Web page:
Karnataka Chalanachitra Academy will promote campus film societies in colleges across the State, according to its member M.S. Gunasheelan.
He told presspersons on the sidelines of the inauguration of a four-day international film festival here on Sunday that it had already promoted such societies in colleges in Bangalore, Kolar, Tumkur and Mysore. Now the academy had planned to reach out to more colleges in other districts.
The academy would arrange DVDs of select films and projectors free of cost to such societies for screening films. At present, it had 100 DVDs in different languages focusing on countries such as China, South Africa, Israel, Romania, Argentina, Korea, Taiwan, Mexico, Iran, and India. The academy aimed at infusing a taste for watching quality films among youths by supporting such societies. The colleges could approach the academy for its support.
Mr. Gunasheelan said the academy had begun two programmes with titles Belli Mandala and Belli Sakshi for organising film shows in taluks and districts.
Under these two programmes any organisation or groups of like-minded people, interested in promoting quality films, could come forward to host film festivals in their places.
Along with the shows, the academy would organise interactive programmes with noted film personalities. The academy had held 12 such interactive programmes under the title Belli Hejje.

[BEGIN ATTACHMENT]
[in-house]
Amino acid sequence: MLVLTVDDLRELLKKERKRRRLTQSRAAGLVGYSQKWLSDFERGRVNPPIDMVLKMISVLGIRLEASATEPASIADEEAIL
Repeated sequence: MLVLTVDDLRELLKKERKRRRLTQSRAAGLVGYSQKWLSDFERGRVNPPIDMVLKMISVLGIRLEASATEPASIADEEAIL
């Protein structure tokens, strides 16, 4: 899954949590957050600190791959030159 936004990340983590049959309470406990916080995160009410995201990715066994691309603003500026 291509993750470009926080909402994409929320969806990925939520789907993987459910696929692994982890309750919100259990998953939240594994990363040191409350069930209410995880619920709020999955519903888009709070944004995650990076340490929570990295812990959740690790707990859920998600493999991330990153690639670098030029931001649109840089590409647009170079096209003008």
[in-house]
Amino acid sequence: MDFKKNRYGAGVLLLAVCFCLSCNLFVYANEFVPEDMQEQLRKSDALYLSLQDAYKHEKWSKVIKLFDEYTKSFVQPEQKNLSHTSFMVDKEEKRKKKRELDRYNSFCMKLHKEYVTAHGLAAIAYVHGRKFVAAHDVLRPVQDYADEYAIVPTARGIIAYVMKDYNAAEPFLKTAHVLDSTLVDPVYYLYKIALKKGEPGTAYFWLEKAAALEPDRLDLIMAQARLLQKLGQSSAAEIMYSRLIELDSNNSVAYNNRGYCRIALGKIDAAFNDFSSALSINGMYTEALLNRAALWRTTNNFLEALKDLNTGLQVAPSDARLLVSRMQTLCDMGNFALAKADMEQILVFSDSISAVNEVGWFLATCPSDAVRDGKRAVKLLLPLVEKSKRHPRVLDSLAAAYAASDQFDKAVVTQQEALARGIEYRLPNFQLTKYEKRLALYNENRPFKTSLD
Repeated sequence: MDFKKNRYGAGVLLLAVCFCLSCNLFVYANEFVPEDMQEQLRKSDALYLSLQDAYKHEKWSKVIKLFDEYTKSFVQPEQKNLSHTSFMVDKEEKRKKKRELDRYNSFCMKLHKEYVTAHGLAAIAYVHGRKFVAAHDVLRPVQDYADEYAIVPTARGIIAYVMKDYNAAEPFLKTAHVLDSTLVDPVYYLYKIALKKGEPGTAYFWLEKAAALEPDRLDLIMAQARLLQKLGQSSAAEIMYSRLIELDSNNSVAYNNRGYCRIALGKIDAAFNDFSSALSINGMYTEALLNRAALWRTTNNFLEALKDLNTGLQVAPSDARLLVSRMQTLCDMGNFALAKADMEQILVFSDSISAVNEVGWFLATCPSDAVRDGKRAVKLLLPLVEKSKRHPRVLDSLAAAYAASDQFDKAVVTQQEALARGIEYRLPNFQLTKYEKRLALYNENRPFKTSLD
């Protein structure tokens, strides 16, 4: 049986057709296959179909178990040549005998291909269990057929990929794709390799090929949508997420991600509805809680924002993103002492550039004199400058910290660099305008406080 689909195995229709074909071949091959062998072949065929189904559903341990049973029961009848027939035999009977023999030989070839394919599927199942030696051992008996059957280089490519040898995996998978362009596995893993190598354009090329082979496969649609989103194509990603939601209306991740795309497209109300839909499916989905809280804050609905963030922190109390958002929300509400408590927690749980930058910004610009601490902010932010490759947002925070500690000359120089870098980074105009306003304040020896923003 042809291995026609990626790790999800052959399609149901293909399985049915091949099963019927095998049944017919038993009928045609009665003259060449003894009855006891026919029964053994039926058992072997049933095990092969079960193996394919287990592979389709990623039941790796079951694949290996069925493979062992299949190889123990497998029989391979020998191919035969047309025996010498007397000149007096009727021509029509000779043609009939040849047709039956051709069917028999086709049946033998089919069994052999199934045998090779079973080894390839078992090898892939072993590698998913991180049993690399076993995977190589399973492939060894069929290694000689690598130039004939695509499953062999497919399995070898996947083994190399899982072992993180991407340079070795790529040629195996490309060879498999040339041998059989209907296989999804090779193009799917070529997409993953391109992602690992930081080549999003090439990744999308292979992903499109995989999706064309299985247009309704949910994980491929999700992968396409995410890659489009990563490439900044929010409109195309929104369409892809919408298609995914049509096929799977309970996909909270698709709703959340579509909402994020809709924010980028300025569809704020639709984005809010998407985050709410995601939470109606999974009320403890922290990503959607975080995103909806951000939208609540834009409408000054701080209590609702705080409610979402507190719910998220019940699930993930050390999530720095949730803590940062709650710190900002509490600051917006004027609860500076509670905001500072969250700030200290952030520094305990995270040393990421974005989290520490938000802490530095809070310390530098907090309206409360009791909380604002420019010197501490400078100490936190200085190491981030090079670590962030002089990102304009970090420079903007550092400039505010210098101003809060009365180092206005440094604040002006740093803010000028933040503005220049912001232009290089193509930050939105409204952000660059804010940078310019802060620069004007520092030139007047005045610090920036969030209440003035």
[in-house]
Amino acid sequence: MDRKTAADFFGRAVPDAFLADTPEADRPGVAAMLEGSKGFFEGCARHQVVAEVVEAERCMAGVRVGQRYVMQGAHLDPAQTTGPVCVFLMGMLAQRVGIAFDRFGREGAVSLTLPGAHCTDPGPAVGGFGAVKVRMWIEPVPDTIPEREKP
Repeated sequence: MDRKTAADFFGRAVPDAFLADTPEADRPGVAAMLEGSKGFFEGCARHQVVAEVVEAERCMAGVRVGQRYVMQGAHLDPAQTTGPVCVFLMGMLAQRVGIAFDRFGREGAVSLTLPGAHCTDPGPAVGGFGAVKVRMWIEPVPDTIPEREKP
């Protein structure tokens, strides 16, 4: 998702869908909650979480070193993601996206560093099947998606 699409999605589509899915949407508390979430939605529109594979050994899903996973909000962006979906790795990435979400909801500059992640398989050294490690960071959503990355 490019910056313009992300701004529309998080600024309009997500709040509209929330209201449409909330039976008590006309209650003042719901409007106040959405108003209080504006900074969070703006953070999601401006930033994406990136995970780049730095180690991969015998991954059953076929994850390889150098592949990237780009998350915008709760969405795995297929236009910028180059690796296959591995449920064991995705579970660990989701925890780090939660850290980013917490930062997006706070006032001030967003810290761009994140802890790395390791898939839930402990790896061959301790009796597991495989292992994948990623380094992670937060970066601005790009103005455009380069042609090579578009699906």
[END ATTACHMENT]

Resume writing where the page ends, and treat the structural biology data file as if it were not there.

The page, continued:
Mr. Gunasheelan said the academy would organise a three-month course on screenplay and dialogue writing in Bangalore presently. The date of the commencement of the course had not been finalised. Candidates for the course would be selected on the basis of interviews. Those really interested in cinema could attend the course. Details would be announced through media soon.
The State Government had sanctioned Rs. 1 crore to the academy in this financial year for various activities, he said.
Earlier at the inaugural function, Deputy Commissioner of Dakshina Kannada Subodh Yadav said quality films sent positive messages to society beyond entertainment. Such films drew fewer viewers in film festivals when compared to commercial cinema.
National Award-winning filmmaker Abhayasimha said such film festivals were needed as people, invaded by commercial films, had begun forgetting quality films. Many years ago, the country was known for producing quality films, he said.